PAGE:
What happens when a group of Chinese immigrants visits a museum which transports them back to turn-of-the-century New York? Nervous giggles, wide-eyed anticipation, stunned silence, and a flood of curious questions.
About two dozen students from the Chinese Progressive Association visited the Tenement Museum on July 31 as part of their English as a Second Language program. They met “Victoria Confino,” a 14-year-old Sephardic Jewish immigrant. Role-playing as a family of immigrants looking for a place to rent in Lower Manhattan in 1906, the Chinese students did not immediately understand what was going on. But when she ushered them into her tiny living room in a tenement apartment on 97 Orchard Street, the questions poured out.
How much was your rent?
What did you eat?
What did you wear?
The students – some of them kitchen workers, cooks, nail salon and factory workers, students, caregivers and housewives – looked around and kept their thoughts mostly to themselves or shared them with a classmate nearby. They belong to the ESL beginners class and spoke very little English.
An actress played Victoria, wearing an old fashioned dress with an apron and speaking with a strange accent. The real Victoria was a garment worker who came to the U.S. via Ellis Island and lived in a Lower Manhattan tenement. She eventually married, had two children and moved to Brooklyn with her family. She died in the 1980s, according to museum educator Judy Levin. The tour was organized by CPA Executive Director Mae Lee and was coordinated as part of the museum’s Shared Journeys program for recent immigrants.
Gathered around Victoria as she passed around a yellowing photograph of her family, the students learned that immigrants to New York in the early 20th century lived in tiny apartments in tenement buildings. Rent was $20 a month and it did not matter how big a family was. They learned that Victoria’s family ate rice and vegetables and cooked the food from their home country. She asked the Chinese students if they still ate Chinese food and they all nodded.
“The goal of this program is to provide recent immigrants with a historical context in which to understand their own experiences,” said Levin, who moderated the tour.
The students asked about clothing. Victoria said she wore long dresses and leather boots and that she had only two pieces of clothing that she washed every week. She passed around a pair of trousers to show what the menfolk wore. The students found it funny that the striped trousers looked like pajamas. Kit, a nail salon worker from Queens, asked how Victoria washed and ironed her clothes. Victoria showed the students a small basin filled with water and a bar of bath soap. Then she asked Kit to lift the heavy metal iron used to press the clothes.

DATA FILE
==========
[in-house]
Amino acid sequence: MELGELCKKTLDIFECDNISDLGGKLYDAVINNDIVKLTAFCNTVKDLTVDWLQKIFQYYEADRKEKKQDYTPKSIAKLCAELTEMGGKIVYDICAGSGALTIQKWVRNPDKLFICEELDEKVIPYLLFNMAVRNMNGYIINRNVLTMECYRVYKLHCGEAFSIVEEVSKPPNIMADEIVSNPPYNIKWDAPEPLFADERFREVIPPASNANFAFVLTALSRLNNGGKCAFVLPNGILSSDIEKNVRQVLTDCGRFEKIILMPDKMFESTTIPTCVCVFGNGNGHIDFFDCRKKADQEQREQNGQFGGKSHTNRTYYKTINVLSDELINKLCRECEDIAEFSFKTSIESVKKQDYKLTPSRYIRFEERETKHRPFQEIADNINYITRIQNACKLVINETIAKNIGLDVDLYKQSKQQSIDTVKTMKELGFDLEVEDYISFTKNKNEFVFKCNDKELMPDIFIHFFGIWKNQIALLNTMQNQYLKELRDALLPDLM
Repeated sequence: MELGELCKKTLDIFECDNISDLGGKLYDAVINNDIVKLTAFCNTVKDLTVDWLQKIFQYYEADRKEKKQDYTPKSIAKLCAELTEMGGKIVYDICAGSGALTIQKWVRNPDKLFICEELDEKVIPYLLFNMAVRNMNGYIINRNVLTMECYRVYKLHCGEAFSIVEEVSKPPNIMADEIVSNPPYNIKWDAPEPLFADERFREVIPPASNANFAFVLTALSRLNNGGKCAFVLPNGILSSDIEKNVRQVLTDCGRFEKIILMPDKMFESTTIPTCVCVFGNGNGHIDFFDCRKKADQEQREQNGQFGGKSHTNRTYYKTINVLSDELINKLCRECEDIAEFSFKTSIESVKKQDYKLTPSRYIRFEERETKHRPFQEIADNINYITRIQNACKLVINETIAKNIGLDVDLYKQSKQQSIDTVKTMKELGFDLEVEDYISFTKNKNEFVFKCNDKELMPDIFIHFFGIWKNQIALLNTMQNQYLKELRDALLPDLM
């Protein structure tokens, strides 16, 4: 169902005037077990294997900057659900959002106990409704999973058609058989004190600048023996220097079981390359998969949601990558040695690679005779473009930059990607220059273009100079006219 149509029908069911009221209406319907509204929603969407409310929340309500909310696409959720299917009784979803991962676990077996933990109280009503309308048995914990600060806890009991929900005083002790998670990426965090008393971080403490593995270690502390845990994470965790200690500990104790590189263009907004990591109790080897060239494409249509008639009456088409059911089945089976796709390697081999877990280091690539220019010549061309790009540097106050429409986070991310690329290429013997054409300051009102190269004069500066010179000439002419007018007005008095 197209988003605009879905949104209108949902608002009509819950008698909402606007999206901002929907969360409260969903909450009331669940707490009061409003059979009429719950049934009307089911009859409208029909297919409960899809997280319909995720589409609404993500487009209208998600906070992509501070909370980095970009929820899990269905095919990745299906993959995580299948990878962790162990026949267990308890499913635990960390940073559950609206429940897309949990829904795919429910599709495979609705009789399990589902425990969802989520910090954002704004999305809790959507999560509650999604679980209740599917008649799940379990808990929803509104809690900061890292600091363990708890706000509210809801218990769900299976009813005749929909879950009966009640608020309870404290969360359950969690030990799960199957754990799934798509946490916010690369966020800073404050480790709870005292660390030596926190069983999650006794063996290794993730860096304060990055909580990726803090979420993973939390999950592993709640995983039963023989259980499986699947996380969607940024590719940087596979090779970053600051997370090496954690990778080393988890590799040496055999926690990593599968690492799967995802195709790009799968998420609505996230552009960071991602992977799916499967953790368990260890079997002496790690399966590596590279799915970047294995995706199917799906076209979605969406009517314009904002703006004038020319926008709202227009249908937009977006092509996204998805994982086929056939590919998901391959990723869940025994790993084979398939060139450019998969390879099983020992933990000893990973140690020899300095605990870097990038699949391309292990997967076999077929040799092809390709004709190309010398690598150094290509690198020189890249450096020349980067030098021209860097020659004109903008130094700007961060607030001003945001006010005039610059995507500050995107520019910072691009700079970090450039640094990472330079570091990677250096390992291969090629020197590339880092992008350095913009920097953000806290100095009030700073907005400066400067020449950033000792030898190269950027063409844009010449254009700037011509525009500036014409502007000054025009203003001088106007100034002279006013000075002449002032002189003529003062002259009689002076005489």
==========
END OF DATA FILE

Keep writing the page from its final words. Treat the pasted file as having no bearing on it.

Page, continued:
The students asked more questions, which were translated by the bilingual teachers who joined them in the tour. Why did you come to New York? Where did you buy your dress? Where did you sleep? Did you work? Did you have friends? Did you speak English? Did you face discrimination? At one point, Kit became personal and wondered if Victoria had a boyfriend. She gamely replied that she is too young to be in love and that in her family, it was her father who chose who she was to marry. One Chinese student made a comment that arranged marriages were also practiced in China in the past.
A question that generated the most reactions was, oddly enough, about heating. A student asked how Victoria’s family kept the apartment heated and how much it cost? She showed the students a coin-operated heater attached to a wall and said a quarter could heat the entire apartment for several days. The students began to compare heating costs in circa 1900 to their monthly bills. It was almost laughable to them that the cost of heating in that era was the same as a 30-minute parking meter today.
The students learned more from Victoria that mirrored their experience: That her family spoke in their native language at home and that she had to learn English in a children’s school. That she sewed aprons for her father’s business and that she did not mind not being paid because she was working for the family anyway. That she liked her neighbors but that she faced discrimination from the Russians. “They laughed at me and called me Minola after the cooking oil because of my pale skin,” she said acting out as if she was being persecuted.
When asked, Victoria said she did not know any Chinese people because they lived in another part of Lower Manhattan far from her building.
The students did not quite pick up on Victoria’s work as a seamstress. But Levin pointed out that the garment industry was born in Lower Manhattan by the European immigrants. Chinese immigrants would later become the backbone of the industry, which heralded New York as the world’s fashion capital. (The industry collapsed in late 1980s, leaving many residents of Chinatown jobless and the women turning to nail salons and caregiving for work.)
Then something Victoria said hit home. She said she loved being an American but she’d be much happier being back in her home country. The students fell quiet, some nodding out of empathy or in agreement or both.
Sam, one of the students, broke the silence. He said he liked being Chinese and also being in America but wished he spoke better English.